CW: This piece mentions ethnic violence and assault against women.
Manipur has been burning for close to 100 days, and the Prime Minister of India has finally opened his mouth.
The North-eastern Indian state is currently witnessing an ongoing conflict between two ethnic groups — the majority Meitei Hindus and minority Kuki Christians — which has killed almost 200 people in just over three months. Although this is a number sourced from the Indian government, the death toll is likely even higher. Hundreds of churches and a dozen temples have been destroyed in riots during this period.
Recently, a video of two Kuki women, paraded naked by a group of Meitei men shocked the world after it was circulated widely on social media. Because of planned internet shutdowns by the Manipur state government and the union government, both of which are governed by the Hindu nationalist party BJP, the video emerged almost 80 days after the events occurred on 4 May. There are now many similar videos being released. Such was the graphic nature of this video, the Prime Minister — who was touring abroad touring the world at the time of the incidents — was forced to make a public statement.
India has one of the most authoritarian governments in the world, led by PM Narendra Modi, who is the face of Bharatiya Janata Party (BJP) and the broader Hindu nationalist movement.
Despite this, many world leaders including the Australian PM Anthony Albanese fend for the Indian PM Narendra Modi. Recently when Modi toured Australia — while the North Eastern Indian state of Manipur was actually burning — Albanese made horrible comments calling PM Modi the “boss” in a public forum attended by over 18,000 people. While asked what he thinks about the various human rights abuses that Modi is allegedly responsible for, he said that it is the “internal matter” of India.
Global leaders are largely sticking up for Narendra Modi, likely because of India’s rapid economic growth. This growth, rather than being spurred by Modi’s BJP, has been fuelled by the policies of previous governments and has significantly benefited billionaires such as Modi allies Gautum Adani and Mukesh Ambani at the expense of the wider Indian public and the environment.
Manipur has been burning for over 80 days. In that time, Narendra Modi has been touring 7 different countries — Australia, the United States, Japan, France, the United Arab Emirates, Egypt and Papua New Guinea. In almost all of these countries, he met the privileged Indian community living a very comfortable life in each country. These communities are strong supporters of Modi, a reflection of this privilege. If they were living in any of Modi’s conflict driven territories, they would have used their voices to shout for help instead of applauding Modi.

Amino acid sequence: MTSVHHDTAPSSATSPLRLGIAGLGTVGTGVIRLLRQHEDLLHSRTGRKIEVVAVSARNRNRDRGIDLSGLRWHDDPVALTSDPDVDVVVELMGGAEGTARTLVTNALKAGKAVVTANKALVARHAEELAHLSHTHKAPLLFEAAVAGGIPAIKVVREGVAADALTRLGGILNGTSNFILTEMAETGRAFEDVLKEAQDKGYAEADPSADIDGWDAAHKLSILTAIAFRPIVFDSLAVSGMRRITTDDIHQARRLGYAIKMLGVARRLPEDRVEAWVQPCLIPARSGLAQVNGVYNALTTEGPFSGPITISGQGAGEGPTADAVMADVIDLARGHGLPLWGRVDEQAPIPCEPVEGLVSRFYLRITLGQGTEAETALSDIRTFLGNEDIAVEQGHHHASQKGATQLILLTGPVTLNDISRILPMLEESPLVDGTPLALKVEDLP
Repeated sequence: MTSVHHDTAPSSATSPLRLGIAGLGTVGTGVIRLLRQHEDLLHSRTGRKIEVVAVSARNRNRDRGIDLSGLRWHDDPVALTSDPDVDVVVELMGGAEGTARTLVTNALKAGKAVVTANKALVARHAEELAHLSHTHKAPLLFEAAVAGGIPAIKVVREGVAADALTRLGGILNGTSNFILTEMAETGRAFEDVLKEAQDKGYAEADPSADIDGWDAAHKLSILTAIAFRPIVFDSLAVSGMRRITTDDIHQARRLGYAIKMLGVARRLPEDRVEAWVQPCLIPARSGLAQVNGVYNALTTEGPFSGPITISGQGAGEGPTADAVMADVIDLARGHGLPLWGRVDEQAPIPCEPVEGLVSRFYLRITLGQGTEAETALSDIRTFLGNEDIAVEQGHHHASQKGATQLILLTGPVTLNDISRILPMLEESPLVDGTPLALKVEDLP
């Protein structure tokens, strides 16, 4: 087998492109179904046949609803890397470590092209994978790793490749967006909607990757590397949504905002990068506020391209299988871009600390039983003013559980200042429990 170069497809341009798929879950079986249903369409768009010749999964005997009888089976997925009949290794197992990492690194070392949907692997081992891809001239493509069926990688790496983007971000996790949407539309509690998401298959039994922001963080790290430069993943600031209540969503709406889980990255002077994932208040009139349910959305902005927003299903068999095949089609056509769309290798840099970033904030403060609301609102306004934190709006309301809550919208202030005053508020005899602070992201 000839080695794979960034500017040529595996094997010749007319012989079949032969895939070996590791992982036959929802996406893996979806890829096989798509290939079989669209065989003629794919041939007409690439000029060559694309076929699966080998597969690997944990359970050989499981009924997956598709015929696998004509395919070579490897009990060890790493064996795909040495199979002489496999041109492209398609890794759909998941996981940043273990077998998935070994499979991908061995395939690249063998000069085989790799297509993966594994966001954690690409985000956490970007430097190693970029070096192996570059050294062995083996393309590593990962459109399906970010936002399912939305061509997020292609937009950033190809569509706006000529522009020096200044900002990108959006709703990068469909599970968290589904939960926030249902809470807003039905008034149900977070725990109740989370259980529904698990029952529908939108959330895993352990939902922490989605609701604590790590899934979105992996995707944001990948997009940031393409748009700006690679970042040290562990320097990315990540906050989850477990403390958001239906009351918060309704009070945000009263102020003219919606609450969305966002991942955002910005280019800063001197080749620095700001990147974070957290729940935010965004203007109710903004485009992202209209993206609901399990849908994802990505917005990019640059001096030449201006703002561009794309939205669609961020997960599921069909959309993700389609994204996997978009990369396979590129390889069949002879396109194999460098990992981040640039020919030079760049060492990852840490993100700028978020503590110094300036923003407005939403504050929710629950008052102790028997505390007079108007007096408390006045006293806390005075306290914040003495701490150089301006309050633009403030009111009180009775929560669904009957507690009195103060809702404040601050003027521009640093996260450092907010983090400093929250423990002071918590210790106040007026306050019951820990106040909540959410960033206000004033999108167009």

It is no secret that the North East of India is one of the most heavily militarized regions in India and probably the world. The Indian government also uses surveillance techniques like phone tapping and extensive usage of cameras, under the pretext of “protecting the region”. This invasion of privacy occurs despite privacy being one of the seven fundamental rights in India. But is today’s India still considered a democratic country that values the constitution?
In the riots that have happened in Manipur, the internet was shut down. This has also occurred in other zones in India suffering conflict and iron clad authoritarianism — for example, Kashmir. So, not all that happened in Manipur is public knowledge. Some incidents might never even come out. This has been purposefully done by the ruling authoritarian governments, so the state driven human rights abuses don’t become a topic of debate in the global arena and the rest of the country. This violence and conflict perpetrated between the Hindu Meitei and Kuki Christian communities is also state sponsored terrorism, rather than a self induced situation, similar to the previous instances under the same BJP governments.
In 1992, Babar Masjid (a heritage site in Uttar Pradesh, India built by the Mughal kings) was demolished and in 2002, many Muslims were killed in Gujarat under the same pretext of a planned riot among the majority and minority communities in the region. In 2002, the chief architects were none other than Narendra Modi and Amit Shah, who then was the Chief Minister (equivalent to Premier in Australia) and Home Minister of the Indian state Gujarat, respectively. Today, they have together risen to become the Prime Minister and Home Minister of the entire nation, a rise to power fuelled by nothing but hate against religious, linguistic, cultural minorities and the lower castes, while cunningly catering to the needs in the different regions of India.
The BJP’s motto, right from the start, has been to target the minorities and they have successfully done that against the Adivasis (indigenous people), Muslims, Dalits, and now Christians. They have also been ideologically against linguistic and ethnic minorities. Before they knock on the door of the next minority group in India, it is important for us to voice out and seek justice for all the horrors that they have committed. Before Modi and the BJP appoint a Kuki Christian from Manipur to the ceremonial position of President of India in a political gambit, merely just in the position of a ceremonial President of India, they must be wiped away from the parliament, so they have no power to appoint presidents, or cause any more harm to the community that they hail from.